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- Start of Business
- MINISTERIAL ARRANGEMENTS
QUESTIONS WITHOUT NOTICE
Timor Gap Treaty: Interim Arrangements
(Brereton, Laurie, MP, Downer, Alexander, MP)
East and West Timor: Displaced Persons
(Andrews, Kevin, MP, Downer, Alexander, MP)
Business Tax Reform: Trusts
(Crean, Simon, MP, Costello, Peter, MP)
Business Tax Reform: Capital Gains
(Georgiou, Petro, MP, Costello, Peter, MP)
Business Tax Reform: Charities
(Crean, Simon, MP, Costello, Peter, MP)
Rural and Regional Australia: New Apprenticeships Program
(Brough, Mal, MP, Kemp, Dr David, MP)
Republic Referendum: Proposed Model
(Andren, Peter, MP, Howard, John, MP)
Goods and Services Tax: Price Rises
(Bartlett, Kerry, MP, Costello, Peter, MP)
- Timor Gap Treaty: Interim Arrangements
- DISTINGUISHED VISITORS
QUESTIONS WITHOUT NOTICE
Goods and Services Tax: Site Fees
(Albanese, Anthony, MP, Anthony, Larry, MP)
Employment and Unemployment: Policies
(Billson, Bruce, MP, Reith, Peter, MP)
Goods and Services Tax: Charitable and Non-Profit Organisations
(Swan, Wayne, MP, Bishop, Bronwyn, MP)
Social Security: Fraud
(May, Margaret, MP, Anthony, Larry, MP)
(Griffin, Alan, MP, Wooldridge, Dr Michael, MP)
Natural Heritage Trust: Native Environment
(Lindsay, Peter, MP, Tuckey, Wilson, MP)
Health: MRI Scans
(Macklin, Jenny, MP, Wooldridge, Dr Michael, MP)
Tourism: Overseas Visitors
(Charles, Bob, MP, Kelly, Jackie, MP)
Health: MRI Scans
(Macklin, Jenny, MP, Wooldridge, Dr Michael, MP)
Rural and Regional Australia: Government Support
(Lawler, Tony, MP, Anderson, John, MP)
Health: MRI Scans
(Macklin, Jenny, MP, Wooldridge, Dr Michael, MP)
Centenary of the Boer War
(Ronaldson, Michael, MP, Scott, Bruce, MP)
- Goods and Services Tax: Site Fees
- AUDITOR-GENERAL'S REPORTS
- MATTERS OF PUBLIC IMPORTANCE
- ASSENT TO BILLS
- MAIN COMMITTEE
- MATTERS REFERRED TO MAIN COMMITTEE
- BILLS RETURNED FROM THE SENATE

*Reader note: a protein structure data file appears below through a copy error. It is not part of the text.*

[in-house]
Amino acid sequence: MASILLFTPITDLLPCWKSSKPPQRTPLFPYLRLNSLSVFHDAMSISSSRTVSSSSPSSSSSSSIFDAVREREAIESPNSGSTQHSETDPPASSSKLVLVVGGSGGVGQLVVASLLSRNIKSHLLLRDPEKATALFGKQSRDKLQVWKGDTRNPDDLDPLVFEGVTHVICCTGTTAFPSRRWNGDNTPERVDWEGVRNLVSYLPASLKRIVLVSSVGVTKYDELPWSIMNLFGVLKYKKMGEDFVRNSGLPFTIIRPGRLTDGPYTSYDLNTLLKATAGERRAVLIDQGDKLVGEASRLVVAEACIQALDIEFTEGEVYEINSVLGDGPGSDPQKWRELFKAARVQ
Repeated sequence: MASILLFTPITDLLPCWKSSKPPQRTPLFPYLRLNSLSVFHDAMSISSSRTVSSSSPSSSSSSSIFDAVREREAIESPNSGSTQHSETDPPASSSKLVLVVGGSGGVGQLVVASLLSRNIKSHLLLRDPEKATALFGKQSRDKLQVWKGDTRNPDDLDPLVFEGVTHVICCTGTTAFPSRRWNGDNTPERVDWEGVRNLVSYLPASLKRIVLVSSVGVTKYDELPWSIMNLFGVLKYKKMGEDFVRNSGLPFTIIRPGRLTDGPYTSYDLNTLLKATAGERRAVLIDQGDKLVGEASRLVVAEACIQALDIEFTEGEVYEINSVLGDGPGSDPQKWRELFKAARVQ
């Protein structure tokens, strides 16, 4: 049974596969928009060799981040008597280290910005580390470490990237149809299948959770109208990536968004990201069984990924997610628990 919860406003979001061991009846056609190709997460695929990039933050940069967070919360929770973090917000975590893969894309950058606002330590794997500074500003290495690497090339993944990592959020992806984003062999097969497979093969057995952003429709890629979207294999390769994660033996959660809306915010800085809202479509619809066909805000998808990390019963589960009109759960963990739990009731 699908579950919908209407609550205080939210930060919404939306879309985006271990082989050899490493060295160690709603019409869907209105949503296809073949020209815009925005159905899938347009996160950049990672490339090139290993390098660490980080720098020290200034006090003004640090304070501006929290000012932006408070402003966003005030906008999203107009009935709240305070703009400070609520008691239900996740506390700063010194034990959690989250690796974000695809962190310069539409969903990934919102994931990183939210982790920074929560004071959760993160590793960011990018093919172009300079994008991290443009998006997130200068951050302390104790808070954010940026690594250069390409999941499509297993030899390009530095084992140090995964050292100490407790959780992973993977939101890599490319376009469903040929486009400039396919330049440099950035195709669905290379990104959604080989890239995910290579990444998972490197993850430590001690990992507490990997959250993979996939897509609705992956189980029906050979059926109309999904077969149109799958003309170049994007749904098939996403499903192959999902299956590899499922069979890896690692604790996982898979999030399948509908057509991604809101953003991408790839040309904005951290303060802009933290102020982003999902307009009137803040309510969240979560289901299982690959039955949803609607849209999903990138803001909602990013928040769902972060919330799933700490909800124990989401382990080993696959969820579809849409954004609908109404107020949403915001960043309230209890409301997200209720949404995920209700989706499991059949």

- APPROPRIATION (SUPPLEMENTARY MEASURES) BILL (No. 1) 1999
- APPROPRIATION (SUPPLEMENTARY MEASURES) BILL (No. 2) 1999
- FURTHER 1998 BUDGET MEASURES LEGISLATION AMENDMENT (SOCIAL SECURITY) BILL 1999
- TELECOMMUNICATIONS (INTERCEPTION) AMENDMENT BILL 1999
- DIESEL AND ALTERNATIVE FUELS GRANTS SCHEME (ADMINISTRATION AND COMPLIANCE) BILL 1999
- Melbourne: Western Suburbs
- Australian Citizenship: 50th Anniversary
- Canning Electorate: Road Train Trial
- Health and Medical Research
- Six Billion People Day
- Australian Defence Force: Crocodile 99
QUESTIONS ON NOTICE
Department of Health and Aged Care: Payments to Organisations
(Bevis, Arch, MP, Wooldridge, Dr Michael, MP)
Department of Health and Aged Care: Library Services
(Crosio, Janice, MP, Wooldridge, Dr Michael, MP)
Pensions: Disability Support
(Latham, Mark, MP, Anthony, Larry, MP)
Broadcasting: Advertising Complaints
(McClelland, Robert, MP, Hockey, Joe, MP)
- Department of Health and Aged Care: Payments to Organisations
Tuesday, 12 October 1999
Mr EMERSON (10:07 PM) —Just as the GST will prove to be, in the prophetic words of the Treasurer, a nightmare on main street, so too will the Diesel Fuel Rebate Scheme prove to be a nightmare on Mount Lindsay Highway, for Mount Lindsay Highway is a major road that travels through the electorate of Forde and into my electorate of Rankin. This scheme will be wide open to rorting.
The member for Dawson spoke euphemistically about grey areas. What she is referring to is opportunities for rorting of this scheme. In response to those opportunities that are created by this hastily cobbled together scheme, the tax commissioner has been given very strong powers indeed because the government knows that the arrangements that have been put in place through this legislation are wide open to rorting.
I draw the attention of the House to some of the provisions of the enforcement scheme that is being put in place through this legislation. On production of an identity card to an occupier, authorised officers must be given entry at any reasonable time to land or premises where those officers have reason to believe that there are documents, goods or any other property relevant to the operation of the act. The officers are to be given full access to documents, computer files, goods or other property. The occupier of the land or premises will be obliged to provide the officers seeking access with reasonable access and assistance, including advice, as to where relevant information is kept. If an authorised officer has reasonable grounds to believe that a vehicle is involved in obtaining fuel grants, the officer may stop the vehicle for the purposes of searching it or for taking a fuel sample. That is where the dipsticks come in. They have moved from thermometers in chooks to dipsticks in diesel fuel tanks. An officer of the government can follow a truck driver into his or her house and demand the production of documents and can get out the dipstick and put it in the fuel tank to seek to enforce what is an ill-conceived and hastily cobbled together scheme.